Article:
Sustainable production of high performance bicomponent fiber

This project investigates novel manufacturing routes to decrease environmental impact and improve performance of bicomponent fiber (BCF), which is an innovative architecture previously developed at CMASLab. The main focus lies on the development, testing and integration of sustainable alternatives to produce this novel intermediate material.

Project Illustration
Micromechanical test set-up
Enlarged view: Project Illustration
Production of sustainable and high performance BCF for load bearing application.

Project Team


Oliver Vetterli

Project Duration

2020 to present

Funding Sources

  • CMASLab internal funding

Project Description

Thermoplastic composites production and application has risen exponentially in the last decade due to their good performance to price ratio and sustainability potential.

The Laboratory of Composite Materials and Adaptive Structures (CMASLab) has developed an innovative technology that allows the sheathing of single filament with thermoplastic polymer directly in line with the manufacturing of glass fibre; this new architecture is called bicomponent fibre (BCF). This process has enormous advantages during the manufacturing of parts, thanks to good drapeability and intimate mingling of GF and thermoplastic, more complex shapes and better quality can be achieved at a considerably reduced cycle time.

Nonetheless, there are still two main drawbacks that are limiting the wider application of this type of material, namely weak fibre-matrix interface and sustainability.

Sustainable production of High-performance BCF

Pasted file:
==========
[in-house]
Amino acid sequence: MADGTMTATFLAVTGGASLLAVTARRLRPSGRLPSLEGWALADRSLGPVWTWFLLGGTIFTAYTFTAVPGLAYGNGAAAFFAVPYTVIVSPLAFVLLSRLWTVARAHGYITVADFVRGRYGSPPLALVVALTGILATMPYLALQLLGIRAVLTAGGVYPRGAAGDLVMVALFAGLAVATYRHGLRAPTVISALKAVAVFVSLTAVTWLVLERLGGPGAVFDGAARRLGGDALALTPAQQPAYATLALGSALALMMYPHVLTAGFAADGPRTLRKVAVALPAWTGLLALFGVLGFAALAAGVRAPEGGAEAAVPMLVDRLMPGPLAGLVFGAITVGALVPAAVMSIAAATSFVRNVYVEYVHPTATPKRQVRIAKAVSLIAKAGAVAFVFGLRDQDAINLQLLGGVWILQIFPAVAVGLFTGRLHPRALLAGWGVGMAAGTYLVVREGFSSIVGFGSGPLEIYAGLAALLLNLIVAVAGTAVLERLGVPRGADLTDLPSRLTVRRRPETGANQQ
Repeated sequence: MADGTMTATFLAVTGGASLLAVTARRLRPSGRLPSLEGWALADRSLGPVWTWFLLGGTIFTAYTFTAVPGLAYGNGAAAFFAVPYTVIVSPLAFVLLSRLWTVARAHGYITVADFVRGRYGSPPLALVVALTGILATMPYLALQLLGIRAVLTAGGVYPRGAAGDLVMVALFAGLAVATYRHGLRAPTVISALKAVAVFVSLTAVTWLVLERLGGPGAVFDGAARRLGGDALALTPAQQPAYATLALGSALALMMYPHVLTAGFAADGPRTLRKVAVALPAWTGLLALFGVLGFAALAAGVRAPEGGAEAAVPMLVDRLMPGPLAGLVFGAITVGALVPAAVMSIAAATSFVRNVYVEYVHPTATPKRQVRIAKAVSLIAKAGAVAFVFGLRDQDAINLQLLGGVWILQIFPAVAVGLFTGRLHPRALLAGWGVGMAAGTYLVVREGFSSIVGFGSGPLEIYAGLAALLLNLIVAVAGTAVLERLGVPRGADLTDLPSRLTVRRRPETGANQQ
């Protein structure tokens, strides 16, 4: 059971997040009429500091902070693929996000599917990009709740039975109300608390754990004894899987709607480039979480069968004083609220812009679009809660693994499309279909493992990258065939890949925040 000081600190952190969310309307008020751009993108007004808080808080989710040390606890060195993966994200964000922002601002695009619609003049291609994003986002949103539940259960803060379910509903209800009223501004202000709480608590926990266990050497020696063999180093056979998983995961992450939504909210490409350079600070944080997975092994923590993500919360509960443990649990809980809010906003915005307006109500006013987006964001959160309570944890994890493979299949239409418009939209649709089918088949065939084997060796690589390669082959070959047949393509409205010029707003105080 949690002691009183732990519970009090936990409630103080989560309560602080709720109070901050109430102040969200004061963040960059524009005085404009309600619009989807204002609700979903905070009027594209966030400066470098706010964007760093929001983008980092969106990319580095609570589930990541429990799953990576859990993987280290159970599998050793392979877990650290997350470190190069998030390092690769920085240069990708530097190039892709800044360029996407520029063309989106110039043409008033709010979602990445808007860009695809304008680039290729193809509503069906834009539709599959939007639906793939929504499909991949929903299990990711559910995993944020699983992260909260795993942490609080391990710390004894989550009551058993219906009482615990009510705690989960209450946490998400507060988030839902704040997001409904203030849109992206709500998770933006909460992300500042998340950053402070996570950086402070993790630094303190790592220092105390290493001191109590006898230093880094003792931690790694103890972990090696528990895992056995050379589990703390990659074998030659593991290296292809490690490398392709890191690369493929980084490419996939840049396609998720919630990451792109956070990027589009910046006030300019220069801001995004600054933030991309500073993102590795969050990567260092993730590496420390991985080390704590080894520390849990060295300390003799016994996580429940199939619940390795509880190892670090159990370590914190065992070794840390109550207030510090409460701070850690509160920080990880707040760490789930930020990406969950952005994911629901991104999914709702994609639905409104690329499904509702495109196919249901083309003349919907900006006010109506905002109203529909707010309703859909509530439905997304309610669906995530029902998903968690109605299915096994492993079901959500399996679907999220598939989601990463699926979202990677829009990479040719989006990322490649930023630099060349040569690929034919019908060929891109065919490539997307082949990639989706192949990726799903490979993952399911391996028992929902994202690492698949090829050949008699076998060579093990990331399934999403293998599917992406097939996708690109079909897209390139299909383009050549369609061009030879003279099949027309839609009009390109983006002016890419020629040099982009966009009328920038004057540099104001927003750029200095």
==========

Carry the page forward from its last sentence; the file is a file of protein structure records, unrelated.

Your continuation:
In order to sustainably produce BCF, the first hurdle to overcome is the coating of high viscosity thermoplastic polymer at high speed onto single glass fibre without breaking it. High performing thermoplastics have high melt viscosity (range of hundreds to thousands Pascal second); to coat these polymers at industrially relevant speed the viscosity can not exceed few Pa*s.  To resolve this issue, a polymer solution or a liquid monomer can be added. Though, the first option requires large amount of organic solvent, making it not environmental friendly; and the second long in-situ polymerisation reactions that are not compatible with glass fibre spinning process.

Moreover, in order to prove the sustainability potential of thermoplastics, recycled material instead of virgin resins should be used. These comes with added difficulties, as recycled polymers have lower mechanical properties due to impurities, variability in material and degradation.

The second issue to solve is the weak matrix-fibre interaction. In industry, freshly made glass fibres are coated with a sizing solution. This is a complex mixture of chemicals that has to fulfil multiple tasks, among these, promote matrix fibre interaction. During the manufacturing of BCF, this solution can not be applied due to the addition of the polymer matrix.

Therefore the aim of this project is to overcome current sustainable and performance limitations of BCF manufacturing with an alternative route that would minimize environmental impact and improve matrix-fibre interaction.

Mechanical characterisation of matrix-fibre interaction

To rigorously study the efficacy of the proposed manufacturing routes, the mechanical properties of the interface needs to be assessed locally.  Macro-mechanic tests are not well suited for this goal; as these tests analyse the effective behaviour of the final part, it is difficult to isolate local phenomenon. Micromechanics tests, since are carried out on single fiber, have the ability of isolating interface failure. Though, due to the lack of standards, results comparison is difficult, limiting their applicability. Therefore, the goal is to develop a methodology to locally test the interfacial properties and validate the results with standardised tests.

Project illustration
Push-out test, one of the micro-mechanic tests currently under investigation. Thanks to the focus ion beam, a self supporting structure can be manufactured with a layer thickness of only few tenths of microns. Then, via a nanoindentation device, the single fibre can be pushed out and the required force recorded.
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